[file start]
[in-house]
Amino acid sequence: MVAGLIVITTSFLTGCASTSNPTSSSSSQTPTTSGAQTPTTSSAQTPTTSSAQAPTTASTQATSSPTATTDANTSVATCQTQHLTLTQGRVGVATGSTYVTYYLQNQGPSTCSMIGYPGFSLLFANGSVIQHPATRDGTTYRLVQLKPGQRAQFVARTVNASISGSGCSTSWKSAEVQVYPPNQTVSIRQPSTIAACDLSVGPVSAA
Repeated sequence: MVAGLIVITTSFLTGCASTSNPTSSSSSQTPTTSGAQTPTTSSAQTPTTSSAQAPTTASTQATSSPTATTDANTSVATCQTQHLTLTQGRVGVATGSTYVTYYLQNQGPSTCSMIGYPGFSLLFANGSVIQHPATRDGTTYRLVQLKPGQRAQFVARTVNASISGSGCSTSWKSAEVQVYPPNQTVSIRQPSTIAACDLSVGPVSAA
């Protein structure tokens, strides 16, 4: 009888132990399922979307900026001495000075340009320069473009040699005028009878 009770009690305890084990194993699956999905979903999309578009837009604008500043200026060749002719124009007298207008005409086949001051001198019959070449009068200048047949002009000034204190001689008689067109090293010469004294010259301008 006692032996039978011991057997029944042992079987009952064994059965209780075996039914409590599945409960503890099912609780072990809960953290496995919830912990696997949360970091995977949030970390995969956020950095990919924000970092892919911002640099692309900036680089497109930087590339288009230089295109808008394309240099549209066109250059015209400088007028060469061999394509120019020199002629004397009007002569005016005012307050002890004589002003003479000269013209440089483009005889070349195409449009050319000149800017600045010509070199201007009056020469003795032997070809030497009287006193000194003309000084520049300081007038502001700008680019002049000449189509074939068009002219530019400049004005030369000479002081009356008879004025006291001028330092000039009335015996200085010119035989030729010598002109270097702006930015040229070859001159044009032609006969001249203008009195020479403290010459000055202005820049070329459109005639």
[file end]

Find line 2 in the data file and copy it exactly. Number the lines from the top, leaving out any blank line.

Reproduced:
Amino acid sequence: MVAGLIVITTSFLTGCASTSNPTSSSSSQTPTTSGAQTPTTSSAQTPTTSSAQAPTTASTQATSSPTATTDANTSVATCQTQHLTLTQGRVGVATGSTYVTYYLQNQGPSTCSMIGYPGFSLLFANGSVIQHPATRDGTTYRLVQLKPGQRAQFVARTVNASISGSGCSTSWKSAEVQVYPPNQTVSIRQPSTIAACDLSVGPVSAA